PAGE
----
Πέμπτη, 14 Ιουλίου 2016

Romans set for Carmarthen return


 
image: http://www.southwales-eveningpost.co.uk/images/localworld/ugc-images/276352/Article/images/29492181/14849790-large.jpg
Roman re-enactment group Comitatus
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The Romans are returning to Carmarthen to put on an exciting cavalry display!
Roman re-enactment group Comitatus will be performing in Carmarthen Park on July 23.
The group will set up a living history camp in the park, but the main entertainment will be the cavalry display.
READ MORE: Historical re-enactment events

The Roman Empire's Secret Weapon Was Whistling Ammo

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The bullets were used approximately 1,800 years ago and were discovered at Burnswark Hill in southwestern Scotland. What actually happened at Burnswark Hill is up for debate. Some scholars claim that the Romans launched a massive attack at native Scots, others claim it was Roman training post. Regardless, there were a lot of Roman soldiers there.

Did you know? San Francisco was built on the abandoned & buried ships of the gold rush

 

vSJ7wL7We love these sorts of wacko history facts and here is another wacko one –  a great deal of downtown San Francisco, is built on landfill based on sunken ships that were abandoned during the Gold Rush.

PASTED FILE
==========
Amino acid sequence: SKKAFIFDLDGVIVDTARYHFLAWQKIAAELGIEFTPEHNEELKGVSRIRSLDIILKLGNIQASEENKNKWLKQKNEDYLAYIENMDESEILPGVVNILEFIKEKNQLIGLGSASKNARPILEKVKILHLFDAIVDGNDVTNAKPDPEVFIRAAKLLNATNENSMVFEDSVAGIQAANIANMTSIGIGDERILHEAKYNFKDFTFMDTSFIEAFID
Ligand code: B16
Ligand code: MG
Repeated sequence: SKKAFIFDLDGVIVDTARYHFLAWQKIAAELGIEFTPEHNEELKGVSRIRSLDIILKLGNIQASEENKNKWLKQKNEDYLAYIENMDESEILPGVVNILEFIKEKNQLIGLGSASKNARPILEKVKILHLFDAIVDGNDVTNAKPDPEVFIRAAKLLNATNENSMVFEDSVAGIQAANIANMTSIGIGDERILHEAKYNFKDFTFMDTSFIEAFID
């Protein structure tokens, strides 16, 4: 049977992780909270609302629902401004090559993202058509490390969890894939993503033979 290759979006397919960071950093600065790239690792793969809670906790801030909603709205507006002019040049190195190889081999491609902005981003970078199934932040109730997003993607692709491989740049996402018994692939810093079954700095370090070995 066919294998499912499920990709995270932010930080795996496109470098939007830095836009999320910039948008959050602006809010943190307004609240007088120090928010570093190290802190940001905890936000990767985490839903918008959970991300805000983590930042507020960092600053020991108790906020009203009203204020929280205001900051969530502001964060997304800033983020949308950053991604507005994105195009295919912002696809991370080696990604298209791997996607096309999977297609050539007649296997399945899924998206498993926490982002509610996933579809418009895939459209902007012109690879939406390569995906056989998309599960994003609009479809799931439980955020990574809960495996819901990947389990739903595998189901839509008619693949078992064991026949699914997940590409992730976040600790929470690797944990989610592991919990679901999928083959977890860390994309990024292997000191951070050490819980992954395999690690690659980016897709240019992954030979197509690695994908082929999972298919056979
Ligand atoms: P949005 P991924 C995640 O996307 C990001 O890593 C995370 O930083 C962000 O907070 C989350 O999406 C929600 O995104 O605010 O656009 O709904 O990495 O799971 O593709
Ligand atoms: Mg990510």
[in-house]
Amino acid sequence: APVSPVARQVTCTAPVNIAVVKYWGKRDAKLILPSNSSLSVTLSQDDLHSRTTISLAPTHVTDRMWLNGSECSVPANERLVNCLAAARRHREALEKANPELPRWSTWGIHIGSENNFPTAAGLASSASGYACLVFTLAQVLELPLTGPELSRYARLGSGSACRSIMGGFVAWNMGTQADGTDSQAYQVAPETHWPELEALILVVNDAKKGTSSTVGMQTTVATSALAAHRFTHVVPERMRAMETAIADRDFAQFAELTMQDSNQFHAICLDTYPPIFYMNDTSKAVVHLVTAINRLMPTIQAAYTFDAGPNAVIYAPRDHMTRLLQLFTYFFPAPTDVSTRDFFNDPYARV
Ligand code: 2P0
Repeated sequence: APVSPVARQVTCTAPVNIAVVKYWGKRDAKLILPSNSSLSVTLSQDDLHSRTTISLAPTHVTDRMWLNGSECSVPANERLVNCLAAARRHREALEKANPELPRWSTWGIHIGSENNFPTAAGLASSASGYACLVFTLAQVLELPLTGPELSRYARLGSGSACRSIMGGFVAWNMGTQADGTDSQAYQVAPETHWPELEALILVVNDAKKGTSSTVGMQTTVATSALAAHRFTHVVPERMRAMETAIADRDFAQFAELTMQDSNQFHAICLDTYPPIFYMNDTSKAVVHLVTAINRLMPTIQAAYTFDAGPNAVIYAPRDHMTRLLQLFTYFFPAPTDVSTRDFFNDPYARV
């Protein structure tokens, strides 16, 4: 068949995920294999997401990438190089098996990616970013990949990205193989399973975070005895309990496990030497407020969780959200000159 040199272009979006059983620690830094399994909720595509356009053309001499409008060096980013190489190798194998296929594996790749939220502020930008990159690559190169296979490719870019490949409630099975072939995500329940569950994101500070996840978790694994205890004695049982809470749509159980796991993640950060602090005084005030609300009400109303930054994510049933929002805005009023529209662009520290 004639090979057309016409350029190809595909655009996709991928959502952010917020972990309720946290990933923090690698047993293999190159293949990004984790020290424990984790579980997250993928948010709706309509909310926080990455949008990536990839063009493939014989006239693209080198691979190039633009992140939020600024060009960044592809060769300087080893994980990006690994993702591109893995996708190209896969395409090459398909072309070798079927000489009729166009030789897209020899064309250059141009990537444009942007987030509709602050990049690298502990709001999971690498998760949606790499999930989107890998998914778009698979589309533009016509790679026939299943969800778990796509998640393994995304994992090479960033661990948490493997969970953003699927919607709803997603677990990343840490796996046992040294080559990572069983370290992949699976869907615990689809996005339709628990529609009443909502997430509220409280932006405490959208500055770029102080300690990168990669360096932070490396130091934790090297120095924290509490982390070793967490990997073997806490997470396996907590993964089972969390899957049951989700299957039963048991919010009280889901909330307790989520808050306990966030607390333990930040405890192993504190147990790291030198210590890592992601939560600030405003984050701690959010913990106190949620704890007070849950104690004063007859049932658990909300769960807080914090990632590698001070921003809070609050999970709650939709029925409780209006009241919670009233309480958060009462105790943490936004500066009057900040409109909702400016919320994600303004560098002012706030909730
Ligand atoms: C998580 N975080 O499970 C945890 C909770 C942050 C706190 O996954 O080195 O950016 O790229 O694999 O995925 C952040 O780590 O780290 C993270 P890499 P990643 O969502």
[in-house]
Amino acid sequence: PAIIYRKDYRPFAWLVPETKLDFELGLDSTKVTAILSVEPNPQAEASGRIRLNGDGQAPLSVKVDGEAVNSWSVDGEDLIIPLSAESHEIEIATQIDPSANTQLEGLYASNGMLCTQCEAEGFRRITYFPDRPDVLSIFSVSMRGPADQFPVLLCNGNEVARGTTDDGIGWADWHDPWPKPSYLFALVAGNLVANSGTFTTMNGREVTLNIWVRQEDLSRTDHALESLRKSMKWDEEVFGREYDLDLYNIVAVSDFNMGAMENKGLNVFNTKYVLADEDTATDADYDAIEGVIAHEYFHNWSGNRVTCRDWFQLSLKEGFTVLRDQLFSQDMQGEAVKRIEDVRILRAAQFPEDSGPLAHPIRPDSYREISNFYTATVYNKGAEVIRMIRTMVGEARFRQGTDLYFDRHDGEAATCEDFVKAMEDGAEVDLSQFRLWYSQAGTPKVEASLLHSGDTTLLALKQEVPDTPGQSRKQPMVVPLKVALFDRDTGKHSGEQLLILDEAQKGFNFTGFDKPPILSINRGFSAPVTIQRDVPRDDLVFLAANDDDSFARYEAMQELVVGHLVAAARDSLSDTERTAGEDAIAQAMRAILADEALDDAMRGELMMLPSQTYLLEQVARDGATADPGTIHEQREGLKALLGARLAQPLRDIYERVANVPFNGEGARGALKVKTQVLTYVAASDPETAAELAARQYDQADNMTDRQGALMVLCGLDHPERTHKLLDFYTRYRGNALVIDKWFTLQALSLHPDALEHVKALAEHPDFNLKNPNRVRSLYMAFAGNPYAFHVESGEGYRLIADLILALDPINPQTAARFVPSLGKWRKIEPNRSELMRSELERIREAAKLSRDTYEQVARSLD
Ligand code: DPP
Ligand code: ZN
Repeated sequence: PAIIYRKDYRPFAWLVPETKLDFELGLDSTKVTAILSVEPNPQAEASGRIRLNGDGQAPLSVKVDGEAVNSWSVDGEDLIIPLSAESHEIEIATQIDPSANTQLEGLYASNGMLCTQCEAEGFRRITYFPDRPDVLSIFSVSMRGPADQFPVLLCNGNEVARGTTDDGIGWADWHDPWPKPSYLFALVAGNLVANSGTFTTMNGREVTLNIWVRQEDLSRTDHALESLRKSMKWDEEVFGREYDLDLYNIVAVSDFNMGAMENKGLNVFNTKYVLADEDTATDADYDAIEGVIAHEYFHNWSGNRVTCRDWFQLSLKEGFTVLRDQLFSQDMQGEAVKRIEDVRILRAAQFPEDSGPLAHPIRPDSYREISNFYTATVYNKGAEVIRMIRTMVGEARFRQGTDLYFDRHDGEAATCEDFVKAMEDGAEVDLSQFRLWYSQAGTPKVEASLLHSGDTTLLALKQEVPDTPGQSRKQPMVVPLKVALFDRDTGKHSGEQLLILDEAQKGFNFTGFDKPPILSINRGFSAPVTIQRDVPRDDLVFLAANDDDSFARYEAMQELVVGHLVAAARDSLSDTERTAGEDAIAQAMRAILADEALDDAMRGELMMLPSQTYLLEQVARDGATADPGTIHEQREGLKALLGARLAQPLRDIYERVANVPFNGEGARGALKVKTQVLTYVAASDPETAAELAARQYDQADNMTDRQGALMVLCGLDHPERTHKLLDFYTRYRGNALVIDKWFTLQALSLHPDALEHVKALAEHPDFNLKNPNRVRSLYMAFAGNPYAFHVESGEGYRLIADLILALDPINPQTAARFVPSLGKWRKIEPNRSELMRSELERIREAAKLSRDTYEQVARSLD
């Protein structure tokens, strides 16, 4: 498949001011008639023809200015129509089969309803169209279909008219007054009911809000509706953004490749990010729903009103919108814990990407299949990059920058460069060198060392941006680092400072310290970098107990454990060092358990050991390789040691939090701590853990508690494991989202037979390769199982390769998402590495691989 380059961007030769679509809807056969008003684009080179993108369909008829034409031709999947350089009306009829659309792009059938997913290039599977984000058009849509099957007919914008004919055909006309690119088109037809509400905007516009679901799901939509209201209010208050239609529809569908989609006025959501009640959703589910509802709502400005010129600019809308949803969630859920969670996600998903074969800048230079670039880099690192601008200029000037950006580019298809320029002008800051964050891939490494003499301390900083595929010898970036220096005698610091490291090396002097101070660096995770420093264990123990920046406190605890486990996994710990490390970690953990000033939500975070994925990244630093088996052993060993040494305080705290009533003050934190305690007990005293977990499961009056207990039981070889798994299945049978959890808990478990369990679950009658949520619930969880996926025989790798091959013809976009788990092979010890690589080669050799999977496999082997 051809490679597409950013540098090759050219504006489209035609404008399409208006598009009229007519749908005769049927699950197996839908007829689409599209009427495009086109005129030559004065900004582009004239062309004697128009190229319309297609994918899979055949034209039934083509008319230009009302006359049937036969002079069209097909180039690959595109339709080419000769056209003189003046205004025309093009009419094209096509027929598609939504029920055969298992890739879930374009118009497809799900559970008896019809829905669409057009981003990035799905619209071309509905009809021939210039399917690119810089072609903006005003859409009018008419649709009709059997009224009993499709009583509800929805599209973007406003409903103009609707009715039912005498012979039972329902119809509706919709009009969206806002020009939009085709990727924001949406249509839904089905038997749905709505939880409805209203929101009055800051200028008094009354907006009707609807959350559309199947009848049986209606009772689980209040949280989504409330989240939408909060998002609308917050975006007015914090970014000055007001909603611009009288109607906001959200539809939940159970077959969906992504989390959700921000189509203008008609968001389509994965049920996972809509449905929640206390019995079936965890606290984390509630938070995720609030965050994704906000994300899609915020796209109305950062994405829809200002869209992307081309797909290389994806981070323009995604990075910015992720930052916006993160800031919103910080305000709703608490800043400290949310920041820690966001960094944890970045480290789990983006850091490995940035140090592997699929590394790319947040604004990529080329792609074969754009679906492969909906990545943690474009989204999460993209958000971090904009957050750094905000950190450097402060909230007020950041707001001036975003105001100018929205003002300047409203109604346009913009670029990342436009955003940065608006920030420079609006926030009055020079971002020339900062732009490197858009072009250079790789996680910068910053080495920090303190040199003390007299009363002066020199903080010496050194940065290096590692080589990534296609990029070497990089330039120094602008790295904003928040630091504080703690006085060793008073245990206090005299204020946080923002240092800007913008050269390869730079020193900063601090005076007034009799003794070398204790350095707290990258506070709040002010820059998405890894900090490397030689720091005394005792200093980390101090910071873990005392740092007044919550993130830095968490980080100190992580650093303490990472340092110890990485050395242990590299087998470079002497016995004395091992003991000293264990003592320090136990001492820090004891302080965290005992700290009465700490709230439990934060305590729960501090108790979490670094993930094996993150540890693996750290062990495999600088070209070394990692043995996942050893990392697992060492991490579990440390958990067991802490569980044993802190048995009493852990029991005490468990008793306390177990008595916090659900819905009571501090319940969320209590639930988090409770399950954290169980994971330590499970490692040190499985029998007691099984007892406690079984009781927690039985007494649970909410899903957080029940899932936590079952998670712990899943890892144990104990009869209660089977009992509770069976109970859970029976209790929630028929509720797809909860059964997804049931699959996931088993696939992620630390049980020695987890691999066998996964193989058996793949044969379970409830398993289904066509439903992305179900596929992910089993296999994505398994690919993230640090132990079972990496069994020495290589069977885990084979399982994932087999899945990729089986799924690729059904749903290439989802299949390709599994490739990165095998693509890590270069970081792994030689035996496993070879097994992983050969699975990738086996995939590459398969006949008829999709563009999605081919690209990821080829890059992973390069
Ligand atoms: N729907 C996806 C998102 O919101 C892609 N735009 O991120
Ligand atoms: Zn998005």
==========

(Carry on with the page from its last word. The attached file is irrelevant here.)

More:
During the Gold Rush of 1849 and 1850s there were no railroads, airplanes, or automobiles. The fastest mode of transportation to the first stop for the gold fields, San Francisco, was aboard a vessel. By the summer of 1850, over 500 vessels were recorded as being anchored in the vicinity of Yerba Buena Cove. After they had arrived, whole crews abandoned their ships, along with the passengers, to make their way up to the gold fields. Many of the vessels were eventually left to rot, others were eventually used for such purposes as storeships, saloons, hotels, jails, and some were sunk purposefully to secure water lot titles (property that was originally underwater). As wood was scarce at the time, due to the many fires that swept the city and the increasing need for building material, many of the vessels were also broken up for their timber as well as other parts such as the metal plating.